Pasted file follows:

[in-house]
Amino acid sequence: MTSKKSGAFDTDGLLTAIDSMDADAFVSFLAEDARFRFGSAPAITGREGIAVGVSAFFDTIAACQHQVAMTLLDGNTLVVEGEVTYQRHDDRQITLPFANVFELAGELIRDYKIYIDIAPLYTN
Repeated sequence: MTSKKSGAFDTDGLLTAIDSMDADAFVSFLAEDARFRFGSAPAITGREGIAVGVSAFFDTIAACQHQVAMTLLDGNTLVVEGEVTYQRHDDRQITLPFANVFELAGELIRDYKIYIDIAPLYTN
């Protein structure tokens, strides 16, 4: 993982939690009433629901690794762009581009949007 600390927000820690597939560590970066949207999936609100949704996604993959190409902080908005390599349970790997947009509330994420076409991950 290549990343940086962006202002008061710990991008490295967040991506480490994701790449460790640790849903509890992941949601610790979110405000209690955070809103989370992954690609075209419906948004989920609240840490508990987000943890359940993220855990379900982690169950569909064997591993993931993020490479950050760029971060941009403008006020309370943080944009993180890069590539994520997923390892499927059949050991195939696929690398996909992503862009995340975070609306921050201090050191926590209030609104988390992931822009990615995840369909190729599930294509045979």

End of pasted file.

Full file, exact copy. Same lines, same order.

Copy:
[in-house]
Amino acid sequence: MTSKKSGAFDTDGLLTAIDSMDADAFVSFLAEDARFRFGSAPAITGREGIAVGVSAFFDTIAACQHQVAMTLLDGNTLVVEGEVTYQRHDDRQITLPFANVFELAGELIRDYKIYIDIAPLYTN
Repeated sequence: MTSKKSGAFDTDGLLTAIDSMDADAFVSFLAEDARFRFGSAPAITGREGIAVGVSAFFDTIAACQHQVAMTLLDGNTLVVEGEVTYQRHDDRQITLPFANVFELAGELIRDYKIYIDIAPLYTN
């Protein structure tokens, strides 16, 4: 993982939690009433629901690794762009581009949007 600390927000820690597939560590970066949207999936609100949704996604993959190409902080908005390599349970790997947009509330994420076409991950 290549990343940086962006202002008061710990991008490295967040991506480490994701790449460790640790849903509890992941949601610790979110405000209690955070809103989370992954690609075209419906948004989920609240840490508990987000943890359940993220855990379900982690169950569909064997591993993931993020490479950050760029971060941009403008006020309370943080944009993180890069590539994520997923390892499927059949050991195939696929690398996909992503862009995340975070609306921050201090050191926590209030609104988390992931822009990615995840369909190729599930294509045979």